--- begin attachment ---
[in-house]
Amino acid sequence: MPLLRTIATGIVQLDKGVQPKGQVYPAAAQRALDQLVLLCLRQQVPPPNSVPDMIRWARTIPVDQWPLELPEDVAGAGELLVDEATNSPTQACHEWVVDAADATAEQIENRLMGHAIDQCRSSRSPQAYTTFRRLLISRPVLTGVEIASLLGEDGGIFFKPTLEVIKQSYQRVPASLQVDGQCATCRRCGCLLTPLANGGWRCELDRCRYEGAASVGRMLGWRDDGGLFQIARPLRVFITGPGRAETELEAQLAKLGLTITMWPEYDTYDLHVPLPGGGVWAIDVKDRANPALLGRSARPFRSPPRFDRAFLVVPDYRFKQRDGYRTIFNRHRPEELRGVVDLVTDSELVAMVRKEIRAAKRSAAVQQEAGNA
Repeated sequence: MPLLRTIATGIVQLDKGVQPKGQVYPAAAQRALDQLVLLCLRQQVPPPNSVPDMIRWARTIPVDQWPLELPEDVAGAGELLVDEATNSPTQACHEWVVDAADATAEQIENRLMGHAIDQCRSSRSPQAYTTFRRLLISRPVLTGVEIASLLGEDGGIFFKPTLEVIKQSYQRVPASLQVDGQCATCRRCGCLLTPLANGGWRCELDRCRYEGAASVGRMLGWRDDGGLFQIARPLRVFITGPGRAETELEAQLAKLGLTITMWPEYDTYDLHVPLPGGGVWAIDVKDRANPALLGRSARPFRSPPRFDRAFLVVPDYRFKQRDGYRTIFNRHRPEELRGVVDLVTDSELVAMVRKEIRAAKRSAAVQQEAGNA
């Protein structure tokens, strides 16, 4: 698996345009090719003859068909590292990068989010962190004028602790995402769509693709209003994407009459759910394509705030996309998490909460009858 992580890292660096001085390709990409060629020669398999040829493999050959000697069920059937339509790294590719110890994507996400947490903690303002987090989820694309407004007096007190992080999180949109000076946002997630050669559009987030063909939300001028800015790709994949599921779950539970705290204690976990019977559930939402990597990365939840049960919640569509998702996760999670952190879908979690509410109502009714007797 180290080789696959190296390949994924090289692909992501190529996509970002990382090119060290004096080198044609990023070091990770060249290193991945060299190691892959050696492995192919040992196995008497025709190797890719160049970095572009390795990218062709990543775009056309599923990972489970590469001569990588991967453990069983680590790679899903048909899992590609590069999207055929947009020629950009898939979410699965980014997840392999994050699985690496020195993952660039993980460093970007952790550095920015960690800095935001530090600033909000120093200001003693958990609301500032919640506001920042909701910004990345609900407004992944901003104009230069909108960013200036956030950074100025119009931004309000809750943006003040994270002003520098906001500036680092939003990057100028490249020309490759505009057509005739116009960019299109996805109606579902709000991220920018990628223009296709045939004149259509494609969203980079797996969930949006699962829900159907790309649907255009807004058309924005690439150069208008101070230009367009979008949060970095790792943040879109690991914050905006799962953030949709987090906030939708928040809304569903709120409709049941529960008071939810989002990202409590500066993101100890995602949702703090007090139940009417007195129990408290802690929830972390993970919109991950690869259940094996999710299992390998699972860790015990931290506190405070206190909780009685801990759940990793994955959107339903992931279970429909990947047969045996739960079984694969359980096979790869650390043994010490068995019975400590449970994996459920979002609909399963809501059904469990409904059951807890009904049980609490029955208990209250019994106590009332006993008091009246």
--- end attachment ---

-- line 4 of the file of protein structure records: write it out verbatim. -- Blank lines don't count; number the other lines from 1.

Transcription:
């Protein structure tokens, strides 16, 4: 698996345009090719003859068909590292990068989010962190004028602790995402769509693709209003994407009459759910394509705030996309998490909460009858 992580890292660096001085390709990409060629020669398999040829493999050959000697069920059937339509790294590719110890994507996400947490903690303002987090989820694309407004007096007190992080999180949109000076946002997630050669559009987030063909939300001028800015790709994949599921779950539970705290204690976990019977559930939402990597990365939840049960919640569509998702996760999670952190879908979690509410109502009714007797 180290080789696959190296390949994924090289692909992501190529996509970002990382090119060290004096080198044609990023070091990770060249290193991945060299190691892959050696492995192919040992196995008497025709190797890719160049970095572009390795990218062709990543775009056309599923990972489970590469001569990588991967453990069983680590790679899903048909899992590609590069999207055929947009020629950009898939979410699965980014997840392999994050699985690496020195993952660039993980460093970007952790550095920015960690800095935001530090600033909000120093200001003693958990609301500032919640506001920042909701910004990345609900407004992944901003104009230069909108960013200036956030950074100025119009931004309000809750943006003040994270002003520098906001500036680092939003990057100028490249020309490759505009057509005739116009960019299109996805109606579902709000991220920018990628223009296709045939004149259509494609969203980079797996969930949006699962829900159907790309649907255009807004058309924005690439150069208008101070230009367009979008949060970095790792943040879109690991914050905006799962953030949709987090906030939708928040809304569903709120409709049941529960008071939810989002990202409590500066993101100890995602949702703090007090139940009417007195129990408290802690929830972390993970919109991950690869259940094996999710299992390998699972860790015990931290506190405070206190909780009685801990759940990793994955959107339903992931279970429909990947047969045996739960079984694969359980096979790869650390043994010490068995019975400590449970994996459920979002609909399963809501059904469990409904059951807890009904049980609490029955208990209250019994106590009332006993008091009246």